People are pessimistic and continue to be so in Japan because expectations have not changed. This is probably another example of coordination failure, although it is hard to prove.
We do know there is a very high correlation between business confidence and the state of the economy.
Again, coordination based on fear is very damaging to an economy.
Coordinated hiring of unemployed and underemployed workers is what needs to take place--and quickly.
Annuity Digest: The sections in the book on the natural glide path of retirement spending and the profound impact of personal decisions (versus investing) on retirement spending were fantastic. It seems unlikely, however, that this information will be heavily promoted by the financial services industry. How can this important message become more widespread?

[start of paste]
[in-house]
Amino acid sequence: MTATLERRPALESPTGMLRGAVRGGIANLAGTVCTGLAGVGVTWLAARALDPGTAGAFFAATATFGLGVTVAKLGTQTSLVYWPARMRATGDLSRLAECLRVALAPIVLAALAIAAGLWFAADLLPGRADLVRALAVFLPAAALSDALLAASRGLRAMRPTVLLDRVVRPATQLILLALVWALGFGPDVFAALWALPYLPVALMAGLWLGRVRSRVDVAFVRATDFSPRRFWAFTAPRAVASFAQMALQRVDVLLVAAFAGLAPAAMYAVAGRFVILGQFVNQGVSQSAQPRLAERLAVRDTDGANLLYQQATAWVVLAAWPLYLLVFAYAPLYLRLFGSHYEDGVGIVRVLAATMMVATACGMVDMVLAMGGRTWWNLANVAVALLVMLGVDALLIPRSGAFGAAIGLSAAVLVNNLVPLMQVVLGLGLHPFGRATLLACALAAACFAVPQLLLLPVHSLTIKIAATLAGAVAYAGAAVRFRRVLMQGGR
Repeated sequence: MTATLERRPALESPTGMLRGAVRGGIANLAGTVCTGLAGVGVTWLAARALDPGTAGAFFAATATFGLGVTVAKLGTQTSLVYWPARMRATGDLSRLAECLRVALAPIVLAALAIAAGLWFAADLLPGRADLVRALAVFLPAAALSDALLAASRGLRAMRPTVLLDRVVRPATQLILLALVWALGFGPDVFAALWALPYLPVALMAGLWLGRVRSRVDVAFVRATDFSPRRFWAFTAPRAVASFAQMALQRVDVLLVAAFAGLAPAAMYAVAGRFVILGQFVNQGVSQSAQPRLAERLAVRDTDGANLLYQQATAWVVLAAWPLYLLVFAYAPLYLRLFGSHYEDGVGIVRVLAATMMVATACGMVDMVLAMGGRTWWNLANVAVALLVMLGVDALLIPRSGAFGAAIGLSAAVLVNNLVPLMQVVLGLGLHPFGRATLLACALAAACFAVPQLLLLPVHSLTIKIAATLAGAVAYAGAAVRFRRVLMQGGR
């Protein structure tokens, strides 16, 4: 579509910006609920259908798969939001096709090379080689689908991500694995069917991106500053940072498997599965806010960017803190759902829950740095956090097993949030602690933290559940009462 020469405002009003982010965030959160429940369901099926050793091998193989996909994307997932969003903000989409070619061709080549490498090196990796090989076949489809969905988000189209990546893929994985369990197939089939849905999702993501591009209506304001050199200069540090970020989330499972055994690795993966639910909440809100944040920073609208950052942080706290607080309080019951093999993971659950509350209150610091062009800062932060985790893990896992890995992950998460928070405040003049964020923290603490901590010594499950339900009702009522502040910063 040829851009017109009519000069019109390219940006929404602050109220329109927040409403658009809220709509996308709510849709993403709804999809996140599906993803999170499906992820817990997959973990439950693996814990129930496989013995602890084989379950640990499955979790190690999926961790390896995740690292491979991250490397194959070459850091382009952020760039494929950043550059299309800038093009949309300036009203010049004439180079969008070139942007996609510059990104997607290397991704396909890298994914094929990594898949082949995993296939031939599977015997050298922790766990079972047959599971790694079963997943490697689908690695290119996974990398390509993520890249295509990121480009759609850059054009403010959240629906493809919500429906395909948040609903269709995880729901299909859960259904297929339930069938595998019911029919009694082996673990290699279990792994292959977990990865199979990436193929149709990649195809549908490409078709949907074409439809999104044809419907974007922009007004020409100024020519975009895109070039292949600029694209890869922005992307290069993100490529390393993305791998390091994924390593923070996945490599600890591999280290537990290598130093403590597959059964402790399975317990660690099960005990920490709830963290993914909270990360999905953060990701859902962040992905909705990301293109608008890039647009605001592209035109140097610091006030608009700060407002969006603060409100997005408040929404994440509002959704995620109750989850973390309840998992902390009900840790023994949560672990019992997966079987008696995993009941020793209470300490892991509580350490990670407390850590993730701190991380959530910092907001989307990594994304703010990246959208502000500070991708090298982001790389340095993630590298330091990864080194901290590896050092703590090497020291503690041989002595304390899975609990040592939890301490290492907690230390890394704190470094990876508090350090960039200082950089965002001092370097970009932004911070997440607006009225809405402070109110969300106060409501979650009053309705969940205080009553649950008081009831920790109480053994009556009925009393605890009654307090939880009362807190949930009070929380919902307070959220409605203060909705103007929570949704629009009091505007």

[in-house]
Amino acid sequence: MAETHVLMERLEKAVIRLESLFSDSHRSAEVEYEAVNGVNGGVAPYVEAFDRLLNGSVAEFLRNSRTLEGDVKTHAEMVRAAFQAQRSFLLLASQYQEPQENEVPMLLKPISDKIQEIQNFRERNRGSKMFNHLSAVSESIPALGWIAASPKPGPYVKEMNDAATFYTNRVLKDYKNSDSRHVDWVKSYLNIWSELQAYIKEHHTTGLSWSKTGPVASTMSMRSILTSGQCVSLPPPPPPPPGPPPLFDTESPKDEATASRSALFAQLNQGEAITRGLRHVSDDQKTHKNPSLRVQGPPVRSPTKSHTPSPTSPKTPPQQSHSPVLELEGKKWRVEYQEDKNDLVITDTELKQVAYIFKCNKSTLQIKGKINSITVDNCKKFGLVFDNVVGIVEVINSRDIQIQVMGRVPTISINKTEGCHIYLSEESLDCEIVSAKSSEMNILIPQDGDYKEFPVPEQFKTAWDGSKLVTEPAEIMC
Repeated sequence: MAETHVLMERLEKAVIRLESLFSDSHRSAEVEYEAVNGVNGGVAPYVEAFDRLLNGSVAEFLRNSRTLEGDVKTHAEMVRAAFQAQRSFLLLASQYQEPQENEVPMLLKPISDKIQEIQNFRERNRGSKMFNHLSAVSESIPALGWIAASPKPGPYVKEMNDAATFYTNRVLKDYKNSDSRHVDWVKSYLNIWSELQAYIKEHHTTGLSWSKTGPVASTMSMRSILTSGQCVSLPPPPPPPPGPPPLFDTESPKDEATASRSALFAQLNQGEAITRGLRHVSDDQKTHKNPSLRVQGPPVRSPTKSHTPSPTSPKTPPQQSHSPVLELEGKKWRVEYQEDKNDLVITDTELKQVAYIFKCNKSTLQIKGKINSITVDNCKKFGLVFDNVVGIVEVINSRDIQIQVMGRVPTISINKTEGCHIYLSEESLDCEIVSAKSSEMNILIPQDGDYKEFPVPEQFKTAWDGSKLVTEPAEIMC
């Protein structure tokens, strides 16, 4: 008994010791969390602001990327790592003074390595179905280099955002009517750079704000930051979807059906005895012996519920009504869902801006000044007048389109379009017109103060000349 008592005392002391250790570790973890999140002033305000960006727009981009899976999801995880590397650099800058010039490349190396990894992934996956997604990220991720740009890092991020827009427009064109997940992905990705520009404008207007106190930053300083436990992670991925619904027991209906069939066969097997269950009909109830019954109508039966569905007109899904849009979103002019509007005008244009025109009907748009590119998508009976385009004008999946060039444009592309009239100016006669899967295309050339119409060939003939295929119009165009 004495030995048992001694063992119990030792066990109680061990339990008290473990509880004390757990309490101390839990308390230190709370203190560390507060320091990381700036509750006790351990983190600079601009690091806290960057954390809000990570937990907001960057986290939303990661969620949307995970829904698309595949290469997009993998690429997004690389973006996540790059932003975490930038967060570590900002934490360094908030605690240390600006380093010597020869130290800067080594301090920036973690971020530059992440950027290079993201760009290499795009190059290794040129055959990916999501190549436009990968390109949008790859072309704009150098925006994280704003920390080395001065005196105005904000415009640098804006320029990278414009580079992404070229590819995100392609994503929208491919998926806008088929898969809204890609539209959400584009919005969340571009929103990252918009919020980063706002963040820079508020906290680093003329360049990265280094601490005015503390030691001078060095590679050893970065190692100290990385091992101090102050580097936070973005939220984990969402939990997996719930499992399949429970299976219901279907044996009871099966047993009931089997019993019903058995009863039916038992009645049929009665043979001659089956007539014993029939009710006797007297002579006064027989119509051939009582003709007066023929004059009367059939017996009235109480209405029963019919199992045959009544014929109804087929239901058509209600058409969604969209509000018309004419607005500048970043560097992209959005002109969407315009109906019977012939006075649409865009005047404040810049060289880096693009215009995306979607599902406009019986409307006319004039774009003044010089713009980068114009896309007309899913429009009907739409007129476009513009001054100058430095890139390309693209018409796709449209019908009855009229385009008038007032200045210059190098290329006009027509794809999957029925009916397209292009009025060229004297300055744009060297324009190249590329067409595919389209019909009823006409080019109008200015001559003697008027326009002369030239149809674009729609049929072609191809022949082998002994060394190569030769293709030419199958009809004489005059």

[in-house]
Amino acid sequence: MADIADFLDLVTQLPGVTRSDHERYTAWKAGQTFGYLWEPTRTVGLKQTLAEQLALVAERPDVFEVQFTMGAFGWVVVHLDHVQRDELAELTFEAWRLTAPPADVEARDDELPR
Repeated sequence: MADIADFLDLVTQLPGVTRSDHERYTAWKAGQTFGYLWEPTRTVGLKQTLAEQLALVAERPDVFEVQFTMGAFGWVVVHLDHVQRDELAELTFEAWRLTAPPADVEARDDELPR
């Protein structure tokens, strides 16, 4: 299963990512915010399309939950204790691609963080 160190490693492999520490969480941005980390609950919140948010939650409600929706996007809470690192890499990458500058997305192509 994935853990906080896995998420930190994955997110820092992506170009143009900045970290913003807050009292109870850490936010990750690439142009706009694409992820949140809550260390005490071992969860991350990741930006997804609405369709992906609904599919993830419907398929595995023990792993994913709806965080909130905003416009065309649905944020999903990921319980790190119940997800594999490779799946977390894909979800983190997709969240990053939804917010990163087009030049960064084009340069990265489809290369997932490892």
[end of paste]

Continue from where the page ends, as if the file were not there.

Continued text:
Professor Kotlikoff: First, thanks very much for the generous compliment. Unfortunately, Wall Street is not necessarily our friend. But there are many, many things we can do independently of Wall Street to safely and significantly raise our standards of living.
I hope people who need independent and good personal financial advice read the book as well as another of our books, entitled Spend ‘Til the End.
In addition, I have developed financial planning software through my company, Economic Security Planning, Inc., that helps people find safe ways to raise their living standards.
We have three websites where we market download and online programs to financial planners and households: